The FT’s Edward Luce penned a piece opining on what the inevitable conflict between the US economy and Skynet will mean for working stiffs across the globe’s biggest economy. But in an interesting aside he spotlights how technology is already turning the world of US higher education upside down:
The effects of technology are only just beginning to be felt in education and healthcare – the two most labour-intensive areas of the US economy that both suffer from productivity stagnation. Online education is beginning to spread. It is also meeting resistance. “The reactionaries in the faculties will eventually be grandfathered out,” says Tyler Cowen, co-founder of the Marginal Revolution University, which has pioneered free online learning in economics and other subjects. “We’ll still need Harvard as a dating service,” he jokes. “But the mid-level private universities do not know what is about to hit them.”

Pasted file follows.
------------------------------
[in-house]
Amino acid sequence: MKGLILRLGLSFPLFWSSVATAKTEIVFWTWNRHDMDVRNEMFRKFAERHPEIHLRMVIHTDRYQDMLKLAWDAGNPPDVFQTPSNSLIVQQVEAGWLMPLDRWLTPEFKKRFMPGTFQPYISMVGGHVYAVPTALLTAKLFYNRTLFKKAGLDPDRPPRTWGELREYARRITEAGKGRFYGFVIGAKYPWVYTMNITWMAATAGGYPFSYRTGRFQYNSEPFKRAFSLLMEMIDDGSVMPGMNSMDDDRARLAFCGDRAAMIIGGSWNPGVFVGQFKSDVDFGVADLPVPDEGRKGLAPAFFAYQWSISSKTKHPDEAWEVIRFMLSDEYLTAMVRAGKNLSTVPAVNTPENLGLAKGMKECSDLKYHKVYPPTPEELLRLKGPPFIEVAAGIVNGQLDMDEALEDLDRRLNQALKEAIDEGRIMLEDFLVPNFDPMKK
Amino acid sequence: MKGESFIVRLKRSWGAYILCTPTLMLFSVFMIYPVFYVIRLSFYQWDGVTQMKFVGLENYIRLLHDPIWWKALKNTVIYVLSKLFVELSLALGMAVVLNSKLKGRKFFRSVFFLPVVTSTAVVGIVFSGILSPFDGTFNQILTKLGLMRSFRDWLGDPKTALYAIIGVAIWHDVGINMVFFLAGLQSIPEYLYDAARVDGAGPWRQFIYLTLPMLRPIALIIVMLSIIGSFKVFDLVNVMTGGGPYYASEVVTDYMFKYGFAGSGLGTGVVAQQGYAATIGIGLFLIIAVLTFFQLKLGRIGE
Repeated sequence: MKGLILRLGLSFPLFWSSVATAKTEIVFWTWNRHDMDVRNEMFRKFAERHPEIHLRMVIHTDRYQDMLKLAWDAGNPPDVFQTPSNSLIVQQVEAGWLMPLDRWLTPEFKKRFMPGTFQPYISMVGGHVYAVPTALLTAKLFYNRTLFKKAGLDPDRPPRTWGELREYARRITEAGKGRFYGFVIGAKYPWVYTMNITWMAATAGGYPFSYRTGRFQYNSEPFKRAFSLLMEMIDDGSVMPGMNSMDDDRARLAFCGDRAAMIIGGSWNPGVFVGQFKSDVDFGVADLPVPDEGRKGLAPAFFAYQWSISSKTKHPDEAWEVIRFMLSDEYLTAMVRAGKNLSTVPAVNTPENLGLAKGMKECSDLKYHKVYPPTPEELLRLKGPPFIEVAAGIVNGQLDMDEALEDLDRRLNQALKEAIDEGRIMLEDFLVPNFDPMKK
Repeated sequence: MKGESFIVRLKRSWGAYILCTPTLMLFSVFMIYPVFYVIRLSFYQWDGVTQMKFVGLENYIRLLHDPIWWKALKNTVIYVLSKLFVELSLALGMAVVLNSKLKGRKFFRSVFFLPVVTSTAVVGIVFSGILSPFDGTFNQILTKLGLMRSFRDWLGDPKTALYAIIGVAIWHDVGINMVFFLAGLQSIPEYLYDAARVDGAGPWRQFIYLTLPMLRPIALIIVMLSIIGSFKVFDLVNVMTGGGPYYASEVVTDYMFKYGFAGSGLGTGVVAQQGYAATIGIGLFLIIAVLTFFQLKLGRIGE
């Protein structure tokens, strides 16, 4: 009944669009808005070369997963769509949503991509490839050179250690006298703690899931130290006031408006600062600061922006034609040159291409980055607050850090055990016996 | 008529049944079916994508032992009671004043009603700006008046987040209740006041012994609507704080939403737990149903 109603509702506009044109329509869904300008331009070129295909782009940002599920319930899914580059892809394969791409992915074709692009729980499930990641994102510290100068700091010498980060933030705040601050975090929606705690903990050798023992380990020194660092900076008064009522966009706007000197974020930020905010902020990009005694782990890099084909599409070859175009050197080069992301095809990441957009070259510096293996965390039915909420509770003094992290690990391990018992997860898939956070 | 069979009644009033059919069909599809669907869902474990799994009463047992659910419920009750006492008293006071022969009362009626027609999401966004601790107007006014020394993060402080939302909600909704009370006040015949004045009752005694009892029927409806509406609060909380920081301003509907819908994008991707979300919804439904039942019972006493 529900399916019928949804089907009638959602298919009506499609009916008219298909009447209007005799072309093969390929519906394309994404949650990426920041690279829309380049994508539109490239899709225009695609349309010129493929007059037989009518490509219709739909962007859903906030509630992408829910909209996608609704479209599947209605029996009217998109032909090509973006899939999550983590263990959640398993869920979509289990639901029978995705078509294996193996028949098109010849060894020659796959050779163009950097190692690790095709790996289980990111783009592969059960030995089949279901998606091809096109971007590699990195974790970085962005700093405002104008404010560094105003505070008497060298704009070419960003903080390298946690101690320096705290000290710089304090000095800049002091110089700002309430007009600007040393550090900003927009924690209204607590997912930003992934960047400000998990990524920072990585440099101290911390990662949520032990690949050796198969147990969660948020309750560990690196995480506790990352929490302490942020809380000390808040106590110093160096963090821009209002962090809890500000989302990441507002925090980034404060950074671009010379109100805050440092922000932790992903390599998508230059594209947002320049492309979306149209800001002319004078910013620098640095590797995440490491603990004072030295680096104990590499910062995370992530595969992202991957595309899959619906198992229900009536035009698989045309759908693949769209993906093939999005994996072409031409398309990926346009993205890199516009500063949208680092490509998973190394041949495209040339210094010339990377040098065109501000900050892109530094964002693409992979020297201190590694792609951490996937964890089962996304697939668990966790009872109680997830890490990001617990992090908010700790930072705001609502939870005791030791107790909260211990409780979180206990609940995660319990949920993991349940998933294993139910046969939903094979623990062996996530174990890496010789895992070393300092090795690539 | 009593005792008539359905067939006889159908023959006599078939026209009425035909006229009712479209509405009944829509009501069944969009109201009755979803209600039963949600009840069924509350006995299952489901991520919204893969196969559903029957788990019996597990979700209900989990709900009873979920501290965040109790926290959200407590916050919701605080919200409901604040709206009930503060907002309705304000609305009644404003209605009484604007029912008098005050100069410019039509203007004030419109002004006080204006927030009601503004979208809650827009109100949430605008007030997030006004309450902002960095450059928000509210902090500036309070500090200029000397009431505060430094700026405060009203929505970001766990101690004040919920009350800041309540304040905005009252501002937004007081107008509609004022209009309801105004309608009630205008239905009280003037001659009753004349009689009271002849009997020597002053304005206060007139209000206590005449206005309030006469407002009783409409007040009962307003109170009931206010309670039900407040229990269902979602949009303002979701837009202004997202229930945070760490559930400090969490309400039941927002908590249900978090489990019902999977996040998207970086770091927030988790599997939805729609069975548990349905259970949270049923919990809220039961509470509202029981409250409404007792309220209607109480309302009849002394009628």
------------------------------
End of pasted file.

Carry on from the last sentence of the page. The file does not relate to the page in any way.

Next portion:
Not everyone agrees, of course. Recently Quartz contributor Todd Tauber noted that fewer than 4% of the 154,000 students who took the first Massive Open Online Course (MOOC) course offered by the Massachusetts Institute of Technology passed the final.
In simple terms, the online courses, or MOOCs, dramatically increase the supply of education. But they have, at best, a marginal impact on demand, revenues, or costs (the schools still have to spend money to produce the required videos and other materials). And although it’s still early days, they have so far had a questionable impact on the value of education.